Vol. 7 — Ordinary People
by Eleanor Arnason
Spanning thirty years, this volume collects six stories, one poem, and a WisCon Guest of Honor speech. In the richly ironic "Warlords of Saturn's Moons," first published in 1974, a cigar-puffing woman writes space-opera while the drama of real-life inner-city Detroit goes on around her; "The Grammarian's Five Daughters" offers a playful explication of the uses of the parts of speech; "A Ceremony of Discontent" takes a humorous approach to a modern-day feminist problem; and Arnason's wise, earthy tales of hwarhath serve up new myths explaining the origins of the world and morality (among other things). The work in this collection entertains with its wit, delights with its precision and imagination, and challenges and provokes with its bluntness. Ordinary People offers a small, potent taste of the oeuvre of an important feminist sf author.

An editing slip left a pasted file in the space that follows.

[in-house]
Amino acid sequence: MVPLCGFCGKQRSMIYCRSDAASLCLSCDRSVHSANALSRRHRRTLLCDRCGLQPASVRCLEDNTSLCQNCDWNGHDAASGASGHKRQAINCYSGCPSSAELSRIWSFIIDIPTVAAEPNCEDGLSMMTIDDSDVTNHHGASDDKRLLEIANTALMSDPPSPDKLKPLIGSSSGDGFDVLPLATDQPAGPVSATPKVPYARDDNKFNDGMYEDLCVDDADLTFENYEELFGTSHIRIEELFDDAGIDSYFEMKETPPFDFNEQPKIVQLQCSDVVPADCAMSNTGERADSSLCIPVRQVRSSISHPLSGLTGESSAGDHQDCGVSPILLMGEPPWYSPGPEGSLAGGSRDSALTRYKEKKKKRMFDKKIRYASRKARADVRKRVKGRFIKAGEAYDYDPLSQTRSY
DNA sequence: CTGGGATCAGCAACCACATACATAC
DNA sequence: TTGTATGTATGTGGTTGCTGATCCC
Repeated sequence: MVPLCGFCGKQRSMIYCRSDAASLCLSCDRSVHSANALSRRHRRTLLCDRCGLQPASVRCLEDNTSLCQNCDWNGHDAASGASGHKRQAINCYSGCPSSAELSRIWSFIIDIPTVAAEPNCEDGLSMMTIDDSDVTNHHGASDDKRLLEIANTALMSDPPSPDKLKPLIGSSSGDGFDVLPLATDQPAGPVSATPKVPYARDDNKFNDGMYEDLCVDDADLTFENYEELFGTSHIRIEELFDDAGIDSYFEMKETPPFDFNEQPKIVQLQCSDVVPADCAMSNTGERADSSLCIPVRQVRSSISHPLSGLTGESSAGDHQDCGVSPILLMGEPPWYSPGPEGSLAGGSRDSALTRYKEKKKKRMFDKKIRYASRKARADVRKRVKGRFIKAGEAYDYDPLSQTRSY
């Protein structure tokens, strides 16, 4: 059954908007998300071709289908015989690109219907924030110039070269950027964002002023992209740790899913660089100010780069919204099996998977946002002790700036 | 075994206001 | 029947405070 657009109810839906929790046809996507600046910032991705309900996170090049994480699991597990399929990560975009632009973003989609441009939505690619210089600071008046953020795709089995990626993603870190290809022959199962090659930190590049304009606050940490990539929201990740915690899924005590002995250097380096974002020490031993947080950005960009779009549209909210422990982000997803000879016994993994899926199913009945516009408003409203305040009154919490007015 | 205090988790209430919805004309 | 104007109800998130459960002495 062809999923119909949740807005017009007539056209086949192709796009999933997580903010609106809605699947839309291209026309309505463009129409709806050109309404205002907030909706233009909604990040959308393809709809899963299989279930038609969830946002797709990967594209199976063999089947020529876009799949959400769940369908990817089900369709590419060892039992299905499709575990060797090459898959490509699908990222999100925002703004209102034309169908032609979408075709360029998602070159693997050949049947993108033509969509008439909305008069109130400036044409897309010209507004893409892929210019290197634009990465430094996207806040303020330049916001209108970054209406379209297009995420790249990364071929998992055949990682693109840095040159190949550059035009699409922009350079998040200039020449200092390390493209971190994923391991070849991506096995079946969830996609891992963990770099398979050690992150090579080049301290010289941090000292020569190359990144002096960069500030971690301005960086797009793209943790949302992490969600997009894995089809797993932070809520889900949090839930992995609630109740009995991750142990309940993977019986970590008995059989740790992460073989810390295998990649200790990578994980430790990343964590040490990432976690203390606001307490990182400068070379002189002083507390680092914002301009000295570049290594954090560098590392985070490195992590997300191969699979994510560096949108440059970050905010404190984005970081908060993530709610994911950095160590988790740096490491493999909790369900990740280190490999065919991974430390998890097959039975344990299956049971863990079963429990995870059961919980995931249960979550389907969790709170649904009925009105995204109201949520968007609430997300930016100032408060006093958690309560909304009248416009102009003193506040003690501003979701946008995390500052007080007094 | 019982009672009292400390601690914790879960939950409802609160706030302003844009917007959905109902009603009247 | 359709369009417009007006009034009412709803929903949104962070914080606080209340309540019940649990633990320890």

"When I read Arnason, I am charmed, not only by the tales-as-tales but by a
voice as unmistakable as that of Heinlein or Vance or Farmer: measured and
precise and stealthily funny and full of homely wisdom."
"An Eleanor Arnason story collection is way overdue, and this is a very
welcome book. I recommend it highly."
"This collection from Eleanor Arnason gives us eight pieces—six
stories, a poem, and the text of a speech—in which the author seems
to be engaged in conversation with her own past career in the genre. It is
quite a retrospective collection, with stories going back to as early as
1974...[and provides] a new look at the range of her fiction, and more good
reason than ever to wish for more new stories from Eleanor Arnason."
the whole review)
ISBN: 978-0-9746559-0-1 (13 digit)